You will recollect, that is if you have not forgotten, that I mentioned in former letter something concerning a famous tragedy forthcoming from my quill. I am constrained to address said quill in the words of Lord Byron of whom by the bye I have grown very fond.

“Oh nature’s greatest gift, my gray goose quill!

Slave of my thoughts, obedient to my will

Torn from thy parent bird to form a pen,

That mighty instrument of little men!

What wits! What poets dost thou daily raise!

How frequent is thy use, how small thy praise!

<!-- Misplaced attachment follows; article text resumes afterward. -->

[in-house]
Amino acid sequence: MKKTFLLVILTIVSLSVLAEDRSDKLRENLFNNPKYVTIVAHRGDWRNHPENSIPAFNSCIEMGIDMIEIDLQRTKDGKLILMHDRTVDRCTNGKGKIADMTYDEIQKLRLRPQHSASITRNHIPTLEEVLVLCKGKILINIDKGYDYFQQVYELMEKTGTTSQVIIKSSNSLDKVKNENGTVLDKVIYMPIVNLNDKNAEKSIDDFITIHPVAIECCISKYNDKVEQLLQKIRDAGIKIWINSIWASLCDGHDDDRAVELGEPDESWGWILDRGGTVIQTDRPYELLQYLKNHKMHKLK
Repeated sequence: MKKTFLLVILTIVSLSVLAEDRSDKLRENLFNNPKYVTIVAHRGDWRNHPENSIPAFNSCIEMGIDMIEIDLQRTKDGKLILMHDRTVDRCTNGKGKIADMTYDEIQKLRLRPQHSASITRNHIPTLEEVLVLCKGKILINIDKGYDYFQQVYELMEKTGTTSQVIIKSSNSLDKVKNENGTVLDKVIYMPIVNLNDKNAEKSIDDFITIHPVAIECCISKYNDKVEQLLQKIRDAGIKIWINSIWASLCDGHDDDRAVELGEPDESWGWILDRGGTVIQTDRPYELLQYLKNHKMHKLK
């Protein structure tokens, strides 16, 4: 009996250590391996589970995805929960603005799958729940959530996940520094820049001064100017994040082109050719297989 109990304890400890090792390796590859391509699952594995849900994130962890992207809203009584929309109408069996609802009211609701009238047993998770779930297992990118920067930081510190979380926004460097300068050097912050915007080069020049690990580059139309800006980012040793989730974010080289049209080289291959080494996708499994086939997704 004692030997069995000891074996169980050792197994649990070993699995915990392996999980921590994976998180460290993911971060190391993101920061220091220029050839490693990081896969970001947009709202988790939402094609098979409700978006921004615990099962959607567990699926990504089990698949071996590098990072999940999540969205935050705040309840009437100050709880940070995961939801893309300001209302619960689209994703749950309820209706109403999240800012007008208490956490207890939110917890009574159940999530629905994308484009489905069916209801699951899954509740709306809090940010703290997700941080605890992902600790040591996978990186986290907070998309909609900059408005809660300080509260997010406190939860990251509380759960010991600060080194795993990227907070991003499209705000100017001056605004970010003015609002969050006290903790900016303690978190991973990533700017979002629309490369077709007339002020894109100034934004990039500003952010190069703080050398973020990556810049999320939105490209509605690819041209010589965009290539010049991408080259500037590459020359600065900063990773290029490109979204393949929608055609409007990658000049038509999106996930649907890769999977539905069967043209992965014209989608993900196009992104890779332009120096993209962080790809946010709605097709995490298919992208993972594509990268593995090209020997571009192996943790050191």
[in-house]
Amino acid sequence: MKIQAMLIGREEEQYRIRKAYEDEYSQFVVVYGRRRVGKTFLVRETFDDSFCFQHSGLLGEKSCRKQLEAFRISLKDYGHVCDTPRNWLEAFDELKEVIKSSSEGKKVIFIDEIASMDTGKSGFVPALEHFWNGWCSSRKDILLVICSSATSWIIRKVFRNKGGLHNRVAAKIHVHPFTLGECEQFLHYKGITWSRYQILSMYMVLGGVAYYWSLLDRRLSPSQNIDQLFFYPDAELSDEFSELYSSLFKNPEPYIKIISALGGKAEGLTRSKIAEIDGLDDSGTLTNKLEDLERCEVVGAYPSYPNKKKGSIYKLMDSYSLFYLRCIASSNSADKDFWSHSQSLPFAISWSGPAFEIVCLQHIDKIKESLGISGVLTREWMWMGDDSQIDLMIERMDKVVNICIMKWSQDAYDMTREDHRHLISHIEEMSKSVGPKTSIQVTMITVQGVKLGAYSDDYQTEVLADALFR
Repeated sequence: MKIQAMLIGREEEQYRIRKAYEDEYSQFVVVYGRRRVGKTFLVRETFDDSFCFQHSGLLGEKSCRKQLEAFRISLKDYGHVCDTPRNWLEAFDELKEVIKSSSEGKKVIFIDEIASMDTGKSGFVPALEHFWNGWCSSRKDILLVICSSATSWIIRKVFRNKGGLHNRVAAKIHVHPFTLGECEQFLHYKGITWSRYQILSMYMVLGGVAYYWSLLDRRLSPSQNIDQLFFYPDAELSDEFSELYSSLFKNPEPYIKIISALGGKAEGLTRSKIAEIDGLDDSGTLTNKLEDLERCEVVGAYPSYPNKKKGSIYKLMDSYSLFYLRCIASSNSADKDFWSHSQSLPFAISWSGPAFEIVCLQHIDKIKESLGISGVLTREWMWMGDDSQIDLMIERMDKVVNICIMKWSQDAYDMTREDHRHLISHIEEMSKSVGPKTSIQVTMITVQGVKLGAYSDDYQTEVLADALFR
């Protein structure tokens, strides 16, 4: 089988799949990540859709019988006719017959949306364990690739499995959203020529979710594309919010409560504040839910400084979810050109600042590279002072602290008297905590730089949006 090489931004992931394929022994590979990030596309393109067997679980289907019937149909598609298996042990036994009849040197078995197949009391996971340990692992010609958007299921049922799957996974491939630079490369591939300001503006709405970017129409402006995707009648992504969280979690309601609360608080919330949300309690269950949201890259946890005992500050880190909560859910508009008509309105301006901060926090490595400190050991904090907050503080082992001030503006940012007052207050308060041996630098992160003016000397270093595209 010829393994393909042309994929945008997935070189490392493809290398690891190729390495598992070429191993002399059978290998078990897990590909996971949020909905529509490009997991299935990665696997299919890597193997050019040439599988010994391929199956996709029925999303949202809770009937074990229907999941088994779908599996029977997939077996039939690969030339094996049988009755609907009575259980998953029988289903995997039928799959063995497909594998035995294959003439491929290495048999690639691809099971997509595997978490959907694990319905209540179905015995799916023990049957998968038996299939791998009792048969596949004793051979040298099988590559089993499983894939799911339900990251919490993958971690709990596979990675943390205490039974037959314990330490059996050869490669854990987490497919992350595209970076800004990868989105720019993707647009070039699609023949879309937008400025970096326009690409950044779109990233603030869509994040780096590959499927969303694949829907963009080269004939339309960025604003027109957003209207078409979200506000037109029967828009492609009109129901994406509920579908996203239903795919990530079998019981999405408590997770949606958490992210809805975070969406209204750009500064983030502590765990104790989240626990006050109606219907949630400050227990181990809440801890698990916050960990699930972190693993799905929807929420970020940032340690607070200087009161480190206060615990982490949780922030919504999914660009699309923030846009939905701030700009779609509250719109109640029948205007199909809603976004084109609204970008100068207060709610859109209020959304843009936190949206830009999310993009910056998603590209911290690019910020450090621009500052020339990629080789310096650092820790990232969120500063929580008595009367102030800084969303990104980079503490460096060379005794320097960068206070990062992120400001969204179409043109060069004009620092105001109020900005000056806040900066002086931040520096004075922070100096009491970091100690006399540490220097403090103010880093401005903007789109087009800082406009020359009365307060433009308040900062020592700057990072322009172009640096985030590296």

Condemned at length to be forgotten quite

With all the pages it was thine to write.”

Verily how frequent is thy use! Besides this tragedy, which I had progressed considerably, I have begun another. Oh monstrous and mood besides! Out upon you for laughing. To write my fingers longed and write I must. Why don’t you? Are all the [?] of your heart frozen? Oh for a love adventure to spur it forward. Tis love that creates our poets, immortal love! Could you but find some princess in disguise, how eloquent thy [fun]! As it used to be. Talk not to me of fixing eyes upon vacancy, it is impossible. [Gare] on that lovely face and write!

My watch says eleven, so goodnight!

Hartford, Saturday afternoon, March 25th